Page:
Random Thoughts on the Feast of the Holy Family

Random Thoughts on the Feast of the Holy Family

I love this feast day. I loved today’s first reading, Sirach 3,2-6.12-14. Especially the line that jumped out at me this morning: “he who obeys his father brings comfort to his mother.” And today’s Office of Readings included Ephesians 5:21 – 6:4 and a wonderful meditation on the home in Nazareth by Pope Paul VI. Good stuff to chew on, a good way to begin a new year, to think about goals, one of the most important of mine being renewing my focus on my family.

Attending mass at my parents’ parish, St Louis in Austin, is always a treat. The music is superb. Bell was on her very best behavior. We had a good homily by the deacon, I especially appreciated his exhortation about faith education: Most adults are trying to get by on what they learned about the faith as children. We wouldn’t expect that to be enough in any other area of life.

Speaking of good homilies, I just read another great homily by Fr. Martin Fox of Bonfire of the Vanities.

So often priests don’t know how to address important issues (I’m not going to use the words because I don’t want to deal with the spam) from the pulpit without offending the innocence of children and thus these important topics are neglected. Father Fox manages to say what needs to be said so that those who need to understand will understand:

Some people don�t �fit the mold�;
some can�t marry as God and nature define marriage.
It�s not our place to redefine marriage;
but it is certainly our place�indeed,
it�s absolutely our obligation before God�
to embrace everyone without mockery,
without ugliness, as Christ in our midst!

We hold up the Holy Family as an ideal;
but Christ knows well how �dysfunctional�
our families can be.
That�s why he came to be part of our human family!

no explicit language that children might understand or ask hard-to-answer questions about and yet he doesn’t talk around the issue either:

Christ the man saw women as Images of God,
not as servants, or imaginary partners on the Internet.

And yet it’s not just an “issue” homily, it delves into the meaning of the feast and helps to break open the meaning of scriptures. It’s not just a feel-good homily either, father manages to talk about sin and our need for healing. Above all, like all his homilies, it’s short, readable, and thought provoking. Thanks again, Father, for taking the time to compose good homilies and to share them with the world.

Yes, our families are far from the ideal.
But they, too, can be �holy families.�
Not because they look like a Christmas card,
but because we let Christ bring courage,
and healing, and hope:

Not to the families of our dreams,
but to the real family life we actually have.

Finally, I was very moved by this commentary on today’s gospel. For brevity’s sake (I know,I know too late) I won’t excerpt it; but do click through to read it.

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  • Snap. My Cherub was up most of the time between 2 and 4 last night … teething? cough left over from last week’s illness (though it doesn’t sound too bad)? Whatever it was, she was decidedly unsettled. I hope you all get a better night’s sleep tonight.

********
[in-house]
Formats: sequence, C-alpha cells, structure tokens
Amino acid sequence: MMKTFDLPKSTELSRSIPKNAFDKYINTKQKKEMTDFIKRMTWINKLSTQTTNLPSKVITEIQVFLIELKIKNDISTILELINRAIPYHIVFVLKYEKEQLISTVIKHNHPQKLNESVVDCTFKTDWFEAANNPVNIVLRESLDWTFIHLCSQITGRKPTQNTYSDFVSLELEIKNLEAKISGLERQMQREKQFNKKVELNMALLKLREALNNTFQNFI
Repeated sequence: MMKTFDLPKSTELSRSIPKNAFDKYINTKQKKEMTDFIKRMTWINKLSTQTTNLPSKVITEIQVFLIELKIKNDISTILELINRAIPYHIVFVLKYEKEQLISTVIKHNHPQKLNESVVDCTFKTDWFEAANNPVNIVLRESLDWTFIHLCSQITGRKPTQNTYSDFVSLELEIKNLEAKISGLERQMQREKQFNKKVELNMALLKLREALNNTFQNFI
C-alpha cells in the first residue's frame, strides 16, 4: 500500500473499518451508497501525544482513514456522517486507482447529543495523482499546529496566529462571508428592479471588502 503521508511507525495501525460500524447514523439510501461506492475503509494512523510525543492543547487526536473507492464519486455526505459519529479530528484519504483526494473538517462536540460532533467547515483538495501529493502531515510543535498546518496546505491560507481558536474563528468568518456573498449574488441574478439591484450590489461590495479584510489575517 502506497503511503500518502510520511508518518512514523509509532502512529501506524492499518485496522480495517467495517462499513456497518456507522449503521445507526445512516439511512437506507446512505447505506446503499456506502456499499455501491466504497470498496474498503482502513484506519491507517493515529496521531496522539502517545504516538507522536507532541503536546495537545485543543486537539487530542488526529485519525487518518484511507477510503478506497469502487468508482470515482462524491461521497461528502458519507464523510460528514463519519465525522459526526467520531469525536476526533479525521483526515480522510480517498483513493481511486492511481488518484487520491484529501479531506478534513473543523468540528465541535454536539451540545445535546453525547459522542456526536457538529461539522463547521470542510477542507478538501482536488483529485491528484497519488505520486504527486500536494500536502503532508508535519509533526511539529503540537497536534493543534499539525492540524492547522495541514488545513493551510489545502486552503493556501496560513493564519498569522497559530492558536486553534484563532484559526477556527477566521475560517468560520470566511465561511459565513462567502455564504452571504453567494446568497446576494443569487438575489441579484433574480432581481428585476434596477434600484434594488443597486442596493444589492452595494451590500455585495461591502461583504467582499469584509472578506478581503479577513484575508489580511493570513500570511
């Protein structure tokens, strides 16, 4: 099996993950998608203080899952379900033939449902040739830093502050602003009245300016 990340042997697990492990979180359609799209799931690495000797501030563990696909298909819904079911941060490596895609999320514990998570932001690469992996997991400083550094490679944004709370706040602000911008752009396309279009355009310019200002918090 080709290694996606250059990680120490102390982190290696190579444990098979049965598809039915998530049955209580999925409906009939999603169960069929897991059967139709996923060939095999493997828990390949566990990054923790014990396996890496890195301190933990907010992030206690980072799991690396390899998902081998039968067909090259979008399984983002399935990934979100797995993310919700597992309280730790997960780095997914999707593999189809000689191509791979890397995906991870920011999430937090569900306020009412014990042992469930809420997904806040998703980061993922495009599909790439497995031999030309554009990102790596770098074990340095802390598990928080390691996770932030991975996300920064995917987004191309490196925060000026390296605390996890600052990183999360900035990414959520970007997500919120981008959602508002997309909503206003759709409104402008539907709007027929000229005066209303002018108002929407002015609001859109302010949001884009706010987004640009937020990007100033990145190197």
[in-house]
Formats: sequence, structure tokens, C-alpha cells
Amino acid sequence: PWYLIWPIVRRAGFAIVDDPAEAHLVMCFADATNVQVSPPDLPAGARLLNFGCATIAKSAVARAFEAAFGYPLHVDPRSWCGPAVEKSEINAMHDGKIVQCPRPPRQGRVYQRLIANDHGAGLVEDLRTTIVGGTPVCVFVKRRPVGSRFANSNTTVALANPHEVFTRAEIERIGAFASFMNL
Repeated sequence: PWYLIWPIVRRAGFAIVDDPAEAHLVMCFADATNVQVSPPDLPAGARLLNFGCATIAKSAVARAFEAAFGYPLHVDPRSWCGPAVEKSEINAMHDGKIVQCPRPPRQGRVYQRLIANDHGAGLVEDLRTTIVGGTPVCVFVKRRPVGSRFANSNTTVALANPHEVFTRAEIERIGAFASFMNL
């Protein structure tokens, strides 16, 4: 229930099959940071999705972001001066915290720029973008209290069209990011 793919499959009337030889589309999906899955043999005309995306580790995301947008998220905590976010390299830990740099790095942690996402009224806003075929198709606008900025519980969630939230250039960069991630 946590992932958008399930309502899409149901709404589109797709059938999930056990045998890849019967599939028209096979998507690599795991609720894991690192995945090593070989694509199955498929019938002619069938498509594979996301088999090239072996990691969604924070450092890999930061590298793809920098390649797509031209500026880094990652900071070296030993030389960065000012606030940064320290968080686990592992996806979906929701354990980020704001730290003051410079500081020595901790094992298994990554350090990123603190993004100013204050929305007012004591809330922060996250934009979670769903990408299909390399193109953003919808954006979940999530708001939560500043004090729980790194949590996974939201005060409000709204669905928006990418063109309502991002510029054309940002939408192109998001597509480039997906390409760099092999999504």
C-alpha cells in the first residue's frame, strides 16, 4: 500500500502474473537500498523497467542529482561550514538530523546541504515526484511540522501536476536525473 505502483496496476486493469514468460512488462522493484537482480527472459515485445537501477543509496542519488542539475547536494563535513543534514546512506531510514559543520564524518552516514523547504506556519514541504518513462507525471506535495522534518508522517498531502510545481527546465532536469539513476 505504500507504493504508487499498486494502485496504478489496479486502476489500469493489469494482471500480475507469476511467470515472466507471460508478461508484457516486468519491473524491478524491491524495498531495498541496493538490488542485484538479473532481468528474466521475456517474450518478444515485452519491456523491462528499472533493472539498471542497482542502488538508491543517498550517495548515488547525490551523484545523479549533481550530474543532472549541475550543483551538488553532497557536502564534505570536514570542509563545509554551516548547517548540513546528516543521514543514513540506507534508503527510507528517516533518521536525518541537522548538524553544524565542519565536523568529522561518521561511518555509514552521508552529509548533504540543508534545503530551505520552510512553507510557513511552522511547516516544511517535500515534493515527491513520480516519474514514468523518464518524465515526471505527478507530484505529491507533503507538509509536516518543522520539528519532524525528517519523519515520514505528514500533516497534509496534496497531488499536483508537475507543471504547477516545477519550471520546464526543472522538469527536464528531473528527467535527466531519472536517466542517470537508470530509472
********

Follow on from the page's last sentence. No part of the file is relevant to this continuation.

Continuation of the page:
• Hmm … we are visiting friends to see the New Year in, so when and where Little Cherub will sleep is anyone’s guess. When my older two and our friends’ children were little we used to put them all to bed at their house and then carry our two home still fast asleep. Now our friends live a few miles away instead of 50 yards and the big ones stay up and make lots of noise, so putting Cherub to bed just won’t work. Hopefully she will be exhausted enough by the time we get home to sleep deeply for the rest of the night, and not too over-tired, grouchy and unsettled to sleep properly!

  • Oh, that is tough. I know some children can be put down anywhere. I’m afraid Isabella takes after me.

    I never let my parents put me to sleep in a strange place even when all of my peers were quite happy bedding down all together in the hosting couple’s master bed. No, I insisted on being taken home at 8 to be put down in my own bed. A sort of early-bird Cinderella.

    In fact, I think this whole visit we’re getting off fairly easily because my sister, God bless her, is sleeping on the couch, giving up the other spare bedroom to Bella’s use. If she were sharing a room with us, I fear her sleep would be even more interrupted. 

  • Sounds like my eldest daughter. She would sleep elsewhere, but only tucked up in a quiet room in her own travel cot (folding crib?).

    We managed to wear Cherub out last night wink. She finally zonked out on my lap at 10.45 and was so fast asleep I was able just to lay her down on the sofa. She even slept through ten minutes of kids letting off party poppers until she was finally woken by the finale of the fireworks in London (on the TV). When we got home she went straight to sleep in her own bed and stayed that way all night.

    Happy New Year to you and your family smile.